floor replacement on a hybrid

dmitrym

Member
Sep 13, 2013
72
Hi guys,

We picked up a 2005 hybrid and looks like the front has allowed some water and the floor at least in the forward compartment is done:

Photo%202016-04-03%2C%202%2020%2029%20PM.jpg


Photo%202016-04-03%2C%202%2020%2038%20PM.jpg


Can you guys recommend how to start tackling this? Are there any project step by steps we can follow?

Underneath the trailer, the floor seems to be covered with some sort of cloth-like material which is new to me. Previously all the trailers I've seen had bare plywood. Does anyone know what that is?
 

Riveyman

Active Member
Apr 15, 2014
297
NC
The floors are foam sandwiched between 2 thin luan boards. And the barrier on the bottom (underneath).
What you have shown is the top luan board. I've seen this cut out and the replaced with a new piece of luan.
Question is, is the bottom the same? Probably.

First, figure out where the water is coming from. Is the bunk door leaking? Does the unit have a slide out?

Do a search here on "Hybrid Floor replacement" It'll bring up a couple good links with pics.

Check this out.... http://popupexplorer.com/forum/index.php?topic=73151.0

And saw another that had a lot of photos. I'll have to see if I can find it.
 

dmitrym

Member
Sep 13, 2013
72
Thanks Riveyman, that is very helpful. The front of the trailer was damaged and the previous owner didn't do a good job sealing that, so we'll work all of that.

If you can find the post you're referring to that would be great. The more pics the better :)
 

dmitrym

Member
Sep 13, 2013
72
Hi everyone,

Would appreciate some further advice. It looks like the water damage is more extensive than originally thought. We basically ahve to pull the front end out. So I have two questions and would really appreciate some pointers:

[list type=decimal]
[*]How do we replace the plywood that's under the interior wall?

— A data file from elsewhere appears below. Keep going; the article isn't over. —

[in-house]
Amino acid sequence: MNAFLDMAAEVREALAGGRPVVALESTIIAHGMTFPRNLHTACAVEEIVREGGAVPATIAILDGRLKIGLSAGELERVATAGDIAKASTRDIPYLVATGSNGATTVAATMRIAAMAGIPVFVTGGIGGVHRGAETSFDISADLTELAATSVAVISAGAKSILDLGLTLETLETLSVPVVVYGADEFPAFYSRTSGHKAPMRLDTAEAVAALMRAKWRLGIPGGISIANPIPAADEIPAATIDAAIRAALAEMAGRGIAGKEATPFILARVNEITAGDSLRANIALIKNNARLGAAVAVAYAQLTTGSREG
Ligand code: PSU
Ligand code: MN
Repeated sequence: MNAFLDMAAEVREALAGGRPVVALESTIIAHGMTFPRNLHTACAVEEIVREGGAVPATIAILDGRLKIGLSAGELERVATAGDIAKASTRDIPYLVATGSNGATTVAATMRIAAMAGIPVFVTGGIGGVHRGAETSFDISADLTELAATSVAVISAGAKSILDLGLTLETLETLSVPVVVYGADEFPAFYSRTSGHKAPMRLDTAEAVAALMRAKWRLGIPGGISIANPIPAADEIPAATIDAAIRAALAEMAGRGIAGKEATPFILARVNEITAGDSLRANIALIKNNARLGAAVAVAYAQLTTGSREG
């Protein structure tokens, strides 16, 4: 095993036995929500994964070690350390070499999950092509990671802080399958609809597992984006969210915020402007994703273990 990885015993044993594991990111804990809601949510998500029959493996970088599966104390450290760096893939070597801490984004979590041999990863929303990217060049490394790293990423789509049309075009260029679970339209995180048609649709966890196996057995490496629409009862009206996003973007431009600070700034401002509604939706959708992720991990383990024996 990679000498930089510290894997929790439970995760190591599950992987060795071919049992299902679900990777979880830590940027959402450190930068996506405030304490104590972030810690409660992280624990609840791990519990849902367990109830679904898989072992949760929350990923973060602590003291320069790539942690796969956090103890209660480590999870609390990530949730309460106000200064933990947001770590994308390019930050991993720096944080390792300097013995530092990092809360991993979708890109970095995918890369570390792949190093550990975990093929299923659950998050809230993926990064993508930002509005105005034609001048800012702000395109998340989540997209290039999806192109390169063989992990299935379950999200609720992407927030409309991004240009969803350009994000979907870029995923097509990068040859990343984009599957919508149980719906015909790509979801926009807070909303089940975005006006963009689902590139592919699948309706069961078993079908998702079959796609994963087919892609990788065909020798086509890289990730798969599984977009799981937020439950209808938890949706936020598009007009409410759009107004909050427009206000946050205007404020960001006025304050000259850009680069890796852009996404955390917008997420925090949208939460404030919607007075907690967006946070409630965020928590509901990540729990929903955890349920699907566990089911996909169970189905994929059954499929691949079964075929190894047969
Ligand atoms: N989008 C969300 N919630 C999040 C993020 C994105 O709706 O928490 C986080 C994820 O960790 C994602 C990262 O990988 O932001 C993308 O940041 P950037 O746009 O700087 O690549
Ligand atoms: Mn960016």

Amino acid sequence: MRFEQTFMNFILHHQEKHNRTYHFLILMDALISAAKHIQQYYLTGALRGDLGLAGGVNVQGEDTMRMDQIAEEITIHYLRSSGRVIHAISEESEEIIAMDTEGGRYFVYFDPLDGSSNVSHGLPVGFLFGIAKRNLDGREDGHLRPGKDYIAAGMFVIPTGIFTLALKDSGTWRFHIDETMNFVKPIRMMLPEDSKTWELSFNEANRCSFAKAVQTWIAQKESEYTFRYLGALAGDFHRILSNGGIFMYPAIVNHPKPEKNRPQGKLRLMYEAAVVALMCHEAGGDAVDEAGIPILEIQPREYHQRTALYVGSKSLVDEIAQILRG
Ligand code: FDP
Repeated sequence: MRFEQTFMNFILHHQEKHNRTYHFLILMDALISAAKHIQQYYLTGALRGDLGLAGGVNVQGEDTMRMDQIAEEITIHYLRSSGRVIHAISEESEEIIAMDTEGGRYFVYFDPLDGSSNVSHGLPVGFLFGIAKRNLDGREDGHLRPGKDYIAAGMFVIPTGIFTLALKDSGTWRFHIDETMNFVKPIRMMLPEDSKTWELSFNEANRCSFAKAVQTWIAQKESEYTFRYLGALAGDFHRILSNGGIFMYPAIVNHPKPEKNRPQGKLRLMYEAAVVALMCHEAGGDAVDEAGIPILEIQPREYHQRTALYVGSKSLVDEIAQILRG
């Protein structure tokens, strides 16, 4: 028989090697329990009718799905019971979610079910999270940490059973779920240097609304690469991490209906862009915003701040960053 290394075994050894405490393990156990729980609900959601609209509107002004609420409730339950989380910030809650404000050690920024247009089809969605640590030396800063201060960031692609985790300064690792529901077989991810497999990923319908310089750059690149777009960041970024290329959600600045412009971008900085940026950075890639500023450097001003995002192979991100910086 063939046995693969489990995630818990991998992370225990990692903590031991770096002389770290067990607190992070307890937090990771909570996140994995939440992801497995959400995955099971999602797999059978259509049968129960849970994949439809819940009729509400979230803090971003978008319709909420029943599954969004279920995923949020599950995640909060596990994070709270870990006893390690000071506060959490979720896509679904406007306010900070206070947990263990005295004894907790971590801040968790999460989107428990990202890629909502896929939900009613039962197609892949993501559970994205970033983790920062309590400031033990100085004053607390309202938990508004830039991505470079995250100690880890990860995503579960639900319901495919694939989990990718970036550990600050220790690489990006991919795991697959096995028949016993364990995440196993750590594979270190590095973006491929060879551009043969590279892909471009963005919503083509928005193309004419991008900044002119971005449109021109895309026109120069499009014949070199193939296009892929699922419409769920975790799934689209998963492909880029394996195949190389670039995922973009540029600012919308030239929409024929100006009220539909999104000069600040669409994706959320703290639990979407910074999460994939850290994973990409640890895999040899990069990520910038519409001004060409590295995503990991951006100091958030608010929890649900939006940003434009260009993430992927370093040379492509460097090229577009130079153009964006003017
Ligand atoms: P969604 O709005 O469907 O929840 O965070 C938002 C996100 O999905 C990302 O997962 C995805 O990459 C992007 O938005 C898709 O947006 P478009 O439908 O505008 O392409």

[*]How do re place the plywood under the appliances (like the fridge)?
[/list]

Alternatively, can we replace the plywood flush with the wall and the appliances and treat the rest for mould? Extracting the fridge feels like it would be quite complex.

Thanks!
 

Dubbya

Wherever you go, there you are...
Aug 2, 2011
6,141
Steinbach, MB
FWIW, it's pretty tough to piecemeal patch the floor because the edges of each piece need support. There are several threads around where members have pounded in 2x4's or even 2x6's to support the edges of each saw cut and others have welded in steel struts to support the floor patches.

Typically, the walls are framed and paneled on one side then anchored through the sole plate thorough the floor and frame, then the exterior paneling is applied. To re-anchor the walls properly, you'd need to remove the paneling from one side so you can drive screws through the sole plate and into the floor and/or frame. Additionally, it's best to remove walls but you can use a saws-all to cut the screws that anchor the wall through the floor, remove the rotted floor then try to shove the new floor under the wall.

I did a frame-up restoration on my pup (the construction methods used in the walls and floor are basically the same) that might prove insightful. I list all the methods and materials used to replace the entire floor and added steel struts to support the edges of the OSB sheathing but you could always scale it up or down to suit your particular needs. Each strut was made by hand and bolted in place. They're still all rock-solid 3 years later.

http://www.popupportal.com/index.php?topic=56883.msg475858#msg475858
 

dmitrym

Member
Sep 13, 2013
72
Dubbya, thanks for your answer. Can you expand why each plywood piece needs support? Our plan is to epoxy each piece in place on top of the styrofoam/aluminum grid and then weigh it in place.

What do we risk by not removing the remaining wood under the walls? Would it compromise wall/structural integrity?
 

Dubbya

Wherever you go, there you are...
Aug 2, 2011
6,141
Steinbach, MB
You have to support the edges of the plywood patches or they won't bear weight.

If the wood under the walls is rotted, it'll compress and your walls will move around.

Like the good book says, don't build your house on sand. [;)]
 




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